Yates inks pro deal

Central grad signs on with World Series of Fighting

As his father, Steve, watches, mixed martial arts fighter Andrew Yates, whose nickname is “The Golden Boy,” signs a professional contract with the World Series of Fighting on Monday at Buffalo Wild Wings. Yates graduated from Central High School and began his career in a cage built in the garage of his family’s Fruita home. He now lives in Las Vegas, where, according to his website, he has been fighting with the Wand Fight Team while working as a personal trainer and coach at Wand Fight Gym.



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As his father, Steve, watches, mixed martial arts fighter Andrew Yates, whose nickname is “The Golden Boy,” signs a professional contract with the World Series of Fighting on Monday at Buffalo Wild Wings. Yates graduated from Central High School and began his career in a cage built in the garage of his family’s Fruita home. He now lives in Las Vegas, where, according to his website, he has been fighting with the Wand Fight Team while working as a personal trainer and coach at Wand Fight Gym.

It wasn’t that long ago that professional mixed martial arts fighter Andrew Yates was thinking about quitting a sport he had been dominant in since he was at Central High School.

“It just got to a point where I was fighting in small shows for $500 here, $500 there,” Yates said. “I needed to pay bills, and I wanted to stop living off my mom and dad. I was ready to call it good, go back to school, live in a dorm room and get a degree.”

But after the high of being featured as one of the top three unsigned fighters on Spike TV, and the low of nearly quitting the sport, Andrew Yates signed a four-fight contract with the World Series of Fighting on Monday.

While the 24-year-old was featured on MMA Uncensored late in 2012, Andrew’s father, Steve Yates, was his manager. The national TV coverage led to Steve receiving multiple high-profile offers from different agents and fight management companies, all vying to sign Andrew.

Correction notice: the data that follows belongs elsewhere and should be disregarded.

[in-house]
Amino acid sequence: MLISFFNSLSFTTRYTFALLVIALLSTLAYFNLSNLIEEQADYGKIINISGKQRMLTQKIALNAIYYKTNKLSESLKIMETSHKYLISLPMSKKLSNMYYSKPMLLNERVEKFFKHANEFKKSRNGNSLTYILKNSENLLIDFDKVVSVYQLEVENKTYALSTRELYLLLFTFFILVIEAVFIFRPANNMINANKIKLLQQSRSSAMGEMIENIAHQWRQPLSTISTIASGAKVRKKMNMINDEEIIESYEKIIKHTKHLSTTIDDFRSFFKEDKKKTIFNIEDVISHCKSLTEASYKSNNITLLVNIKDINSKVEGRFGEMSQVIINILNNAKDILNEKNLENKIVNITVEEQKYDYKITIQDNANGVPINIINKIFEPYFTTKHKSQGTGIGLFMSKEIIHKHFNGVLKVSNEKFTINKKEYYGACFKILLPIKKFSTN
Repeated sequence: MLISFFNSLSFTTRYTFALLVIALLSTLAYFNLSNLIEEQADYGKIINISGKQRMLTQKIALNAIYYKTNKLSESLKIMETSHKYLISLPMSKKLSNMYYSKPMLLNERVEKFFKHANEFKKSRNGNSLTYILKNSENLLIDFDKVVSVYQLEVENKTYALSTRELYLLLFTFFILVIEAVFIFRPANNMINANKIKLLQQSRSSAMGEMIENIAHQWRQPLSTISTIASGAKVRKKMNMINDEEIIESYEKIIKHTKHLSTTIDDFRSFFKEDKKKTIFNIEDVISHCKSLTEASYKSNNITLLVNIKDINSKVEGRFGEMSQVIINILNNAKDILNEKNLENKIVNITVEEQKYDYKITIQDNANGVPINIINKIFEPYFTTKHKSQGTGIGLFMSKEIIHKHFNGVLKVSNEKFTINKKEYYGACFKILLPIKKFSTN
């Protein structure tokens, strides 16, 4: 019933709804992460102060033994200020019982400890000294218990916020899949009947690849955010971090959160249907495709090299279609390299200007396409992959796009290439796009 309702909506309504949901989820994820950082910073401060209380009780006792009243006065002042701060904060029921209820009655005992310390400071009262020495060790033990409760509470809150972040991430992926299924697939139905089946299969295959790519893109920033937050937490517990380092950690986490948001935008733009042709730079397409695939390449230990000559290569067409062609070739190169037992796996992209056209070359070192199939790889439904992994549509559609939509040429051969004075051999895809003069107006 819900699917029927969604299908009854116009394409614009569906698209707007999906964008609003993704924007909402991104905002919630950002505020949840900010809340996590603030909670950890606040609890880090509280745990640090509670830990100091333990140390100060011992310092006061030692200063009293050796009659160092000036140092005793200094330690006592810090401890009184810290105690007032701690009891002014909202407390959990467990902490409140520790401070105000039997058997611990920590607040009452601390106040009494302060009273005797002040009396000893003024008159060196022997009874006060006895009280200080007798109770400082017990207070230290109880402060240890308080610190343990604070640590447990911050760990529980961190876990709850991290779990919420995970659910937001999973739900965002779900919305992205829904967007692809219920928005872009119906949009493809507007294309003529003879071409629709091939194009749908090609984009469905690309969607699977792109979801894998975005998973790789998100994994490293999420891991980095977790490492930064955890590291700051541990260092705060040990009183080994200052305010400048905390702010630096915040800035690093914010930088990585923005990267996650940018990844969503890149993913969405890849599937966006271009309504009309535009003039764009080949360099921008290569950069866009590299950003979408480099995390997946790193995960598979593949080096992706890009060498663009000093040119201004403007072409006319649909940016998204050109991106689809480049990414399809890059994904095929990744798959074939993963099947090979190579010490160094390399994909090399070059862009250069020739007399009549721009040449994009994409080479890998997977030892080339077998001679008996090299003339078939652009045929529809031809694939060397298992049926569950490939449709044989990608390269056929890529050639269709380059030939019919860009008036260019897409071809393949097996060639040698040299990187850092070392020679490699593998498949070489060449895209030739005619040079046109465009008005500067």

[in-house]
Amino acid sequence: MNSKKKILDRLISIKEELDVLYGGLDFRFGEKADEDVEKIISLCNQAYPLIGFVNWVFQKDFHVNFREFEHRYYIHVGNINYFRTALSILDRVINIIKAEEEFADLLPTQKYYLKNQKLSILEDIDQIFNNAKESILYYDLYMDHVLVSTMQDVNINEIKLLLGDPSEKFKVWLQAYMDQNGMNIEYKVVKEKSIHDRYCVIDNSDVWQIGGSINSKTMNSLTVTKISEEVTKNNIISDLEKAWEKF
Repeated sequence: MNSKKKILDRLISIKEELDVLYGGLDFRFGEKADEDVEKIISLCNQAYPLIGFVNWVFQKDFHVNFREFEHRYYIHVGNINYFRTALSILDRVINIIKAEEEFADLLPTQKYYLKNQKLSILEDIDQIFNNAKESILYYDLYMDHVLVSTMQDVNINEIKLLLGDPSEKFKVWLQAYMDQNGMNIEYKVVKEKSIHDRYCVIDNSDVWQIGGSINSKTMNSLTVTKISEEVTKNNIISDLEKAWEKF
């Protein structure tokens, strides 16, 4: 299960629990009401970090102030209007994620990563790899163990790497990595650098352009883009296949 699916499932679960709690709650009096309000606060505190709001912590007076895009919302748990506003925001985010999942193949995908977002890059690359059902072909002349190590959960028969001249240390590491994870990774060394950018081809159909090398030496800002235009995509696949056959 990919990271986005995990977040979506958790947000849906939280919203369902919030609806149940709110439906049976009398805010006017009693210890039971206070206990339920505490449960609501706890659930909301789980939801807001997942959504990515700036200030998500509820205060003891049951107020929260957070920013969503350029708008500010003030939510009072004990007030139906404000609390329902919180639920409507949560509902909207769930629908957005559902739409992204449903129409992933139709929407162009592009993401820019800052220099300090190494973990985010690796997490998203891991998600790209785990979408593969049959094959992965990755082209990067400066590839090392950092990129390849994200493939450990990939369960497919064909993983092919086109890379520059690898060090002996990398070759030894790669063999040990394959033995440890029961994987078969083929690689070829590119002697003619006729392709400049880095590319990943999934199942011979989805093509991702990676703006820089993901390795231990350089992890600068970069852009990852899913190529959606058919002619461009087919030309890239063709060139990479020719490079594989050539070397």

After signing with Empire Fight Management, Andrew attended an Ultimate Fighting Championship tryout in Las Vegas, as well as a tryout for the UFC-owned reality show, The Ultimate Fighter.

When he narrowly missed a 16-fighter cut, Andrew signed with World Series of Fighting, which has its events broadcast nationally.

“My feelings haven’t really kicked in,” Andrew said. “I knew when I made it to the top 18 (at the UFC tryouts) that I’d get some kind of offer. Next thing I know the World Series of Fighting and all these other places started throwing out contracts for me to sign. The World Series of Fighting just seemed like a perfect fit, and they have the best competition. I feel like they’re going to be something as big, if not bigger, than the UFC eventually. It’s a good setup, and they’re really family-oriented.”

Family recently became an important part of Andrew’s fighting career. In the months leading up to his signing, Andrew relied on his family to keep pushing him toward his dream. Even with all of the buzz surrounding his MMA career, he wasn’t sure he’d realize his dream of becoming a professional fighter.

“I stopped training for a month,” Andrew said. “I was really at the point where I wanted to go back to school. Dad, my mom, my girlfriend, Paige, all my friends, they got me back and pushed me. My best friend, Paul, who fights, too, got me back training and never let me sit on the couch. He even slapped me around a little bit. All of those people kept me on my toes and kept something coming, and now I get to make a living doing what I like to do.”

Steve, when he saw his son’s career was outgrowing his management, set him up with Empire Fight Management to keep promoting his son. Since then, he’s racked up mileage traveling between Las Vegas and Grand Junction to stay close to his son’s career.

“I have a lot of emotion today,” Steve said. “I’m pretty proud of him. It’s been a long time coming, and to finally see his dream come true is amazing. When he finally steps into the cage at an event like that, it’s going to be huge. Even if I’m there, I’m going to record it on TV so I can go home and watch it.

“You know, it’s like all things in life where sometimes you just don’t know what’s going to happen, wondering if you’re ever going to make it over that hump. I told him, when he wasn’t sure if he was going to make it, that he needed to wait and see. We waited for his shot, and now it’s finally happened.”

The fight card hasn’t been announced officially, but Andrew’s first fight likely will be on the Ontario, Calif., card at WSOF 4, which will air Aug. 10 on the NBC Sports Network.

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